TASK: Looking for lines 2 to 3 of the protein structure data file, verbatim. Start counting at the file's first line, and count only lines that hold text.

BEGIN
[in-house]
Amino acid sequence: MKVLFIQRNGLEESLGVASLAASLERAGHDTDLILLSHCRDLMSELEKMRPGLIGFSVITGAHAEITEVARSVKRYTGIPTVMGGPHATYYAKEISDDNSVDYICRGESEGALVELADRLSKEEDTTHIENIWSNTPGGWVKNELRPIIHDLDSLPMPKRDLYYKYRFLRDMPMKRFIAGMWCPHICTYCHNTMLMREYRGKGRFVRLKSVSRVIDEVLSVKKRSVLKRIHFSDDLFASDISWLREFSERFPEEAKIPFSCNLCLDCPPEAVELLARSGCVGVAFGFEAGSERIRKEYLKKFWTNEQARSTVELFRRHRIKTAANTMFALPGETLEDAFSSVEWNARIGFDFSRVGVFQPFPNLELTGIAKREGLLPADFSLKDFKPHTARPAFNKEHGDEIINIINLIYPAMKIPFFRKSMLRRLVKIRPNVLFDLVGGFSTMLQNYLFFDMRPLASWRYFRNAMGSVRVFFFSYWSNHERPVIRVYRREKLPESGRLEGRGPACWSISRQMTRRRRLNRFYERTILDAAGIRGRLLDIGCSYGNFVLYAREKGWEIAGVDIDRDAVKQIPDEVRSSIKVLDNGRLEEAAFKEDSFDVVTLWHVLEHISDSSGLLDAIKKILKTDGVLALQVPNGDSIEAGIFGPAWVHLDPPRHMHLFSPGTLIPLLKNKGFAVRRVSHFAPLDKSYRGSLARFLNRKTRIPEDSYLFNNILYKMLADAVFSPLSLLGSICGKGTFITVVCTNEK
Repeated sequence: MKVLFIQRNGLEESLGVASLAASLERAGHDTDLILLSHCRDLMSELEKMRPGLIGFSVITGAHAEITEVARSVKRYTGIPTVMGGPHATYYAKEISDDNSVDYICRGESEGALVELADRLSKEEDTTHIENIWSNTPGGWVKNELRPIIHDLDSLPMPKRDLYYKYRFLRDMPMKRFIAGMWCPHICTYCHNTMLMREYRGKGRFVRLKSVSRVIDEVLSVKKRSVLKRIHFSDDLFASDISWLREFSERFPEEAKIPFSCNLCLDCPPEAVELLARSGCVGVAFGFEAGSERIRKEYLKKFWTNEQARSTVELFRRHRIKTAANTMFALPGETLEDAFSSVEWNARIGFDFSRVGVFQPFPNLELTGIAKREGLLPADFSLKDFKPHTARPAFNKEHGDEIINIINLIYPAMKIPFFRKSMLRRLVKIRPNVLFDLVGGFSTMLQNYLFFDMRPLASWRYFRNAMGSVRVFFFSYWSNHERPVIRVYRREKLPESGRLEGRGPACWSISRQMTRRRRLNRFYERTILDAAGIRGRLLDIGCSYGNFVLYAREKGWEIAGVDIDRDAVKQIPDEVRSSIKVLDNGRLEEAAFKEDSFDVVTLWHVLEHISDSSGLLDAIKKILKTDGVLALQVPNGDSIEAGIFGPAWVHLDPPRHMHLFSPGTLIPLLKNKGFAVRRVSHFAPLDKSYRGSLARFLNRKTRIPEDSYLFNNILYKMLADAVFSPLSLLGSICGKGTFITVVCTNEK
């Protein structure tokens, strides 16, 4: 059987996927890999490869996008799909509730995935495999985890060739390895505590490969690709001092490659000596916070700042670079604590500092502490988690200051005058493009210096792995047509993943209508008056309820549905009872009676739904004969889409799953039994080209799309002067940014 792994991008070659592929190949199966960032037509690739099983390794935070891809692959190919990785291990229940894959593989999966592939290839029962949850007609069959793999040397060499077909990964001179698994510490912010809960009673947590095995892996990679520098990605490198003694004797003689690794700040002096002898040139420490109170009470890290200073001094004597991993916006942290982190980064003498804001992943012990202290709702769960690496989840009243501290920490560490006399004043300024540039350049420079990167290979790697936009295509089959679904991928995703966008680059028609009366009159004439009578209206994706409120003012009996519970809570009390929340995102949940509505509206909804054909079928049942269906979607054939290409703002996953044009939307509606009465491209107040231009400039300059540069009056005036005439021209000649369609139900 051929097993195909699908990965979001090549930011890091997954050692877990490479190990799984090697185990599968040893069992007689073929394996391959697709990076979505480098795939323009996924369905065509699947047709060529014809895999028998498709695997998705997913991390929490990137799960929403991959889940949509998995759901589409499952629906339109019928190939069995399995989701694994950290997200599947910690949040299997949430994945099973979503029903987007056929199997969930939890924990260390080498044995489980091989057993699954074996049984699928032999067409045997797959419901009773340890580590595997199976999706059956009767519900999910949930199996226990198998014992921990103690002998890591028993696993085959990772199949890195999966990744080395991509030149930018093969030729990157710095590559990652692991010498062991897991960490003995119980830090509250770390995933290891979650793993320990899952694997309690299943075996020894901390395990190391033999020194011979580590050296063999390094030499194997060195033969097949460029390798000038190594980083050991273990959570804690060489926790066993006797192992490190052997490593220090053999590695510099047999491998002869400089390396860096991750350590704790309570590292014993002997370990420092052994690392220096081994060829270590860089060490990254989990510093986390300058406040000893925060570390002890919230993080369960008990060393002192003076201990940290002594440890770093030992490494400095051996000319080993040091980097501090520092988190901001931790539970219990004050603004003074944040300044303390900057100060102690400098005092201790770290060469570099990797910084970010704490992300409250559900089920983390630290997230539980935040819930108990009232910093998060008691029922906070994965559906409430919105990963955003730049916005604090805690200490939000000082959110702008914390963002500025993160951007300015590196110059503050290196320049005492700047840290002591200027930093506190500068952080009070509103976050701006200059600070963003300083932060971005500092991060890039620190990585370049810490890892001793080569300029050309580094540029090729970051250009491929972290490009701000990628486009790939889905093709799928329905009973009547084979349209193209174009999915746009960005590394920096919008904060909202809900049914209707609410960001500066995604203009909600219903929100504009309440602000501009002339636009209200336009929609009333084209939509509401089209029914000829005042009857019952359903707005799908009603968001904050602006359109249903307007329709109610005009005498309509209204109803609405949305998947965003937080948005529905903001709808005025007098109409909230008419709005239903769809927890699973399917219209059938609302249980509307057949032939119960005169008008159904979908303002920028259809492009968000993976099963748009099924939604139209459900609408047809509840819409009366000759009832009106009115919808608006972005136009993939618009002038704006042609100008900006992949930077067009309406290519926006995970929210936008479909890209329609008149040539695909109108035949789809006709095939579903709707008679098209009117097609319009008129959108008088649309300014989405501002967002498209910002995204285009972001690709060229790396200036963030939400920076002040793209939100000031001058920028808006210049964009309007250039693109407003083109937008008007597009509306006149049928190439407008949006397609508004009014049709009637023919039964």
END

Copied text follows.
Amino acid sequence: MKVLFIQRNGLEESLGVASLAASLERAGHDTDLILLSHCRDLMSELEKMRPGLIGFSVITGAHAEITEVARSVKRYTGIPTVMGGPHATYYAKEISDDNSVDYICRGESEGALVELADRLSKEEDTTHIENIWSNTPGGWVKNELRPIIHDLDSLPMPKRDLYYKYRFLRDMPMKRFIAGMWCPHICTYCHNTMLMREYRGKGRFVRLKSVSRVIDEVLSVKKRSVLKRIHFSDDLFASDISWLREFSERFPEEAKIPFSCNLCLDCPPEAVELLARSGCVGVAFGFEAGSERIRKEYLKKFWTNEQARSTVELFRRHRIKTAANTMFALPGETLEDAFSSVEWNARIGFDFSRVGVFQPFPNLELTGIAKREGLLPADFSLKDFKPHTARPAFNKEHGDEIINIINLIYPAMKIPFFRKSMLRRLVKIRPNVLFDLVGGFSTMLQNYLFFDMRPLASWRYFRNAMGSVRVFFFSYWSNHERPVIRVYRREKLPESGRLEGRGPACWSISRQMTRRRRLNRFYERTILDAAGIRGRLLDIGCSYGNFVLYAREKGWEIAGVDIDRDAVKQIPDEVRSSIKVLDNGRLEEAAFKEDSFDVVTLWHVLEHISDSSGLLDAIKKILKTDGVLALQVPNGDSIEAGIFGPAWVHLDPPRHMHLFSPGTLIPLLKNKGFAVRRVSHFAPLDKSYRGSLARFLNRKTRIPEDSYLFNNILYKMLADAVFSPLSLLGSICGKGTFITVVCTNEK
Repeated sequence: MKVLFIQRNGLEESLGVASLAASLERAGHDTDLILLSHCRDLMSELEKMRPGLIGFSVITGAHAEITEVARSVKRYTGIPTVMGGPHATYYAKEISDDNSVDYICRGESEGALVELADRLSKEEDTTHIENIWSNTPGGWVKNELRPIIHDLDSLPMPKRDLYYKYRFLRDMPMKRFIAGMWCPHICTYCHNTMLMREYRGKGRFVRLKSVSRVIDEVLSVKKRSVLKRIHFSDDLFASDISWLREFSERFPEEAKIPFSCNLCLDCPPEAVELLARSGCVGVAFGFEAGSERIRKEYLKKFWTNEQARSTVELFRRHRIKTAANTMFALPGETLEDAFSSVEWNARIGFDFSRVGVFQPFPNLELTGIAKREGLLPADFSLKDFKPHTARPAFNKEHGDEIINIINLIYPAMKIPFFRKSMLRRLVKIRPNVLFDLVGGFSTMLQNYLFFDMRPLASWRYFRNAMGSVRVFFFSYWSNHERPVIRVYRREKLPESGRLEGRGPACWSISRQMTRRRRLNRFYERTILDAAGIRGRLLDIGCSYGNFVLYAREKGWEIAGVDIDRDAVKQIPDEVRSSIKVLDNGRLEEAAFKEDSFDVVTLWHVLEHISDSSGLLDAIKKILKTDGVLALQVPNGDSIEAGIFGPAWVHLDPPRHMHLFSPGTLIPLLKNKGFAVRRVSHFAPLDKSYRGSLARFLNRKTRIPEDSYLFNNILYKMLADAVFSPLSLLGSICGKGTFITVVCTNEK